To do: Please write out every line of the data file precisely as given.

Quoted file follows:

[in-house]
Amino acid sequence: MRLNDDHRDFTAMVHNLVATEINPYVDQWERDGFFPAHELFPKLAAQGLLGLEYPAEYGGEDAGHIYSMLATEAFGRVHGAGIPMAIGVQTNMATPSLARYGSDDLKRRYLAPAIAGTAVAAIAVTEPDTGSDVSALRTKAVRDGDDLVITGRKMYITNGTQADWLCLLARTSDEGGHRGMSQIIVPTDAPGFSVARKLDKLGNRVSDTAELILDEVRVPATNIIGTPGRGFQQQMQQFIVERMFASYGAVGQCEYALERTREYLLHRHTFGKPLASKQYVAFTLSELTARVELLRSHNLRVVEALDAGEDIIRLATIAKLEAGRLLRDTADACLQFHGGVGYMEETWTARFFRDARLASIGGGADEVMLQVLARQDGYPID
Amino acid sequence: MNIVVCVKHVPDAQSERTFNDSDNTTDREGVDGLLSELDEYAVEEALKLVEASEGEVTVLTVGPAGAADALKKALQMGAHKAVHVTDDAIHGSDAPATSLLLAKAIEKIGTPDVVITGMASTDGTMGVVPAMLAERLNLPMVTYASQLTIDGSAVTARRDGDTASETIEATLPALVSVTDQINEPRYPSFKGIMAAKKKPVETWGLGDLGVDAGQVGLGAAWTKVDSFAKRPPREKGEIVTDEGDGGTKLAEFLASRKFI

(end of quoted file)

[in-house]
Amino acid sequence: MRLNDDHRDFTAMVHNLVATEINPYVDQWERDGFFPAHELFPKLAAQGLLGLEYPAEYGGEDAGHIYSMLATEAFGRVHGAGIPMAIGVQTNMATPSLARYGSDDLKRRYLAPAIAGTAVAAIAVTEPDTGSDVSALRTKAVRDGDDLVITGRKMYITNGTQADWLCLLARTSDEGGHRGMSQIIVPTDAPGFSVARKLDKLGNRVSDTAELILDEVRVPATNIIGTPGRGFQQQMQQFIVERMFASYGAVGQCEYALERTREYLLHRHTFGKPLASKQYVAFTLSELTARVELLRSHNLRVVEALDAGEDIIRLATIAKLEAGRLLRDTADACLQFHGGVGYMEETWTARFFRDARLASIGGGADEVMLQVLARQDGYPID
Amino acid sequence: MNIVVCVKHVPDAQSERTFNDSDNTTDREGVDGLLSELDEYAVEEALKLVEASEGEVTVLTVGPAGAADALKKALQMGAHKAVHVTDDAIHGSDAPATSLLLAKAIEKIGTPDVVITGMASTDGTMGVVPAMLAERLNLPMVTYASQLTIDGSAVTARRDGDTASETIEATLPALVSVTDQINEPRYPSFKGIMAAKKKPVETWGLGDLGVDAGQVGLGAAWTKVDSFAKRPPREKGEIVTDEGDGGTKLAEFLASRKFI